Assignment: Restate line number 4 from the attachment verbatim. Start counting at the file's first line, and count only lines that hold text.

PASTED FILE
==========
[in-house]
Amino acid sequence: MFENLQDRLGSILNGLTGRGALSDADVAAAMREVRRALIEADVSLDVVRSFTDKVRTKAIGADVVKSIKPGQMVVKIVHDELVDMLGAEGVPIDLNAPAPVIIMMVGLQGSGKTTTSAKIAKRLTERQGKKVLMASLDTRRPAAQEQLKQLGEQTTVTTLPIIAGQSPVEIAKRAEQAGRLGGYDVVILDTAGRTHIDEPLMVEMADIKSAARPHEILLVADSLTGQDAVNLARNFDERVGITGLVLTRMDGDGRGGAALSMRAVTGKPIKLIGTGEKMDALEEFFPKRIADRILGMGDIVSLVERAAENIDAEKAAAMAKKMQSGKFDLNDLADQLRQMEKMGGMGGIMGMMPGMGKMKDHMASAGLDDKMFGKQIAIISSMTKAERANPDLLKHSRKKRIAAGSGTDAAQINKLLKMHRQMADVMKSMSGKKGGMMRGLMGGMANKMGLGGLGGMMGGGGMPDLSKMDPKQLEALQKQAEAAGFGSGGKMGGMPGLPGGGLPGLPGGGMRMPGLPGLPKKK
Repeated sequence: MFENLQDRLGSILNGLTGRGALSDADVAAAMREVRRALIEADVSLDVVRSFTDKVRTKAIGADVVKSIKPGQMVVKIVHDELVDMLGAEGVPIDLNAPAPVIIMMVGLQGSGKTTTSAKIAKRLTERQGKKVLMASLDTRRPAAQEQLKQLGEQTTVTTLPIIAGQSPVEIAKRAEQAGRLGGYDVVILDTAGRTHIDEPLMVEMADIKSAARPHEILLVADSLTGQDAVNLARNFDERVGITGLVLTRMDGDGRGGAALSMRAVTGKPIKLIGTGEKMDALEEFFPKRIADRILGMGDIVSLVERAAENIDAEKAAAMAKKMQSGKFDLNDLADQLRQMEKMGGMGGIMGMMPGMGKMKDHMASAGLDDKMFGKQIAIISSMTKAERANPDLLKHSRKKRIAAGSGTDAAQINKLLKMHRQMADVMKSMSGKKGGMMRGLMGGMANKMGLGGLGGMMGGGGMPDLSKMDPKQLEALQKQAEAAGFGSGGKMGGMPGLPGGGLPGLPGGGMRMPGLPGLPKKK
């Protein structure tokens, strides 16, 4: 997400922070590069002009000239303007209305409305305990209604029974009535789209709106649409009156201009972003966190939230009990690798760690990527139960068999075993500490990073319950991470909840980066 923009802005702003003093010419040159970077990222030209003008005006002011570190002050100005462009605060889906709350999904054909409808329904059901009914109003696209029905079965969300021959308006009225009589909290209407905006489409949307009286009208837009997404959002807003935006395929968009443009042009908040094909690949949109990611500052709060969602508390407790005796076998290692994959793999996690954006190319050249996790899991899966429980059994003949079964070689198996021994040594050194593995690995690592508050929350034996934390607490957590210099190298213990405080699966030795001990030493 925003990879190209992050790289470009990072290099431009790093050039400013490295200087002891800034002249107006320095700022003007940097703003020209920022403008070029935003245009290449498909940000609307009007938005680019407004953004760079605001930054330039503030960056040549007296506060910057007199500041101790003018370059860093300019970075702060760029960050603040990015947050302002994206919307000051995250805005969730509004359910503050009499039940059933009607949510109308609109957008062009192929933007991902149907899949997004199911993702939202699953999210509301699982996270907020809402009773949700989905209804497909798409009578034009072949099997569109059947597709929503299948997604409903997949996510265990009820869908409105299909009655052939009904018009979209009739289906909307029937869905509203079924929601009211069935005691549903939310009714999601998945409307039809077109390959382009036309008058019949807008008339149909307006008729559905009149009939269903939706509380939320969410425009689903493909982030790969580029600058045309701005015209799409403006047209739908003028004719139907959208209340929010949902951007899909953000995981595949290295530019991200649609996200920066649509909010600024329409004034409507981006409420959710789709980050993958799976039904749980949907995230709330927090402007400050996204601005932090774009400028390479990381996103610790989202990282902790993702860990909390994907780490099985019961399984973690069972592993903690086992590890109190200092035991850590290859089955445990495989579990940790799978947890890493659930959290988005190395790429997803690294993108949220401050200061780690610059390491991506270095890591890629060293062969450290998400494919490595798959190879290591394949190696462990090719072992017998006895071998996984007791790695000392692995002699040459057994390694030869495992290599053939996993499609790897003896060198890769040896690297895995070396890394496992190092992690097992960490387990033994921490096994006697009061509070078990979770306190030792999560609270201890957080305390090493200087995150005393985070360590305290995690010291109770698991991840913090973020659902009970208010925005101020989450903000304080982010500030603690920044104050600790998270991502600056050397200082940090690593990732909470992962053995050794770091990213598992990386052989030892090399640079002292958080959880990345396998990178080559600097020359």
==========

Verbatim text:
């Protein structure tokens, strides 16, 4: 997400922070590069002009000239303007209305409305305990209604029974009535789209709106649409009156201009972003966190939230009990690798760690990527139960068999075993500490990073319950991470909840980066 923009802005702003003093010419040159970077990222030209003008005006002011570190002050100005462009605060889906709350999904054909409808329904059901009914109003696209029905079965969300021959308006009225009589909290209407905006489409949307009286009208837009997404959002807003935006395929968009443009042009908040094909690949949109990611500052709060969602508390407790005796076998290692994959793999996690954006190319050249996790899991899966429980059994003949079964070689198996021994040594050194593995690995690592508050929350034996934390607490957590210099190298213990405080699966030795001990030493 925003990879190209992050790289470009990072290099431009790093050039400013490295200087002891800034002249107006320095700022003007940097703003020209920022403008070029935003245009290449498909940000609307009007938005680019407004953004760079605001930054330039503030960056040549007296506060910057007199500041101790003018370059860093300019970075702060760029960050603040990015947050302002994206919307000051995250805005969730509004359910503050009499039940059933009607949510109308609109957008062009192929933007991902149907899949997004199911993702939202699953999210509301699982996270907020809402009773949700989905209804497909798409009578034009072949099997569109059947597709929503299948997604409903997949996510265990009820869908409105299909009655052939009904018009979209009739289906909307029937869905509203079924929601009211069935005691549903939310009714999601998945409307039809077109390959382009036309008058019949807008008339149909307006008729559905009149009939269903939706509380939320969410425009689903493909982030790969580029600058045309701005015209799409403006047209739908003028004719139907959208209340929010949902951007899909953000995981595949290295530019991200649609996200920066649509909010600024329409004034409507981006409420959710789709980050993958799976039904749980949907995230709330927090402007400050996204601005932090774009400028390479990381996103610790989202990282902790993702860990909390994907780490099985019961399984973690069972592993903690086992590890109190200092035991850590290859089955445990495989579990940790799978947890890493659930959290988005190395790429997803690294993108949220401050200061780690610059390491991506270095890591890629060293062969450290998400494919490595798959190879290591394949190696462990090719072992017998006895071998996984007791790695000392692995002699040459057994390694030869495992290599053939996993499609790897003896060198890769040896690297895995070396890394496992190092992690097992960490387990033994921490096994006697009061509070078990979770306190030792999560609270201890957080305390090493200087995150005393985070360590305290995690010291109770698991991840913090973020659902009970208010925005101020989450903000304080982010500030603690920044104050600790998270991502600056050397200082940090690593990732909470992962053995050794770091990213598992990386052989030892090399640079002292958080959880990345396998990178080559600097020359």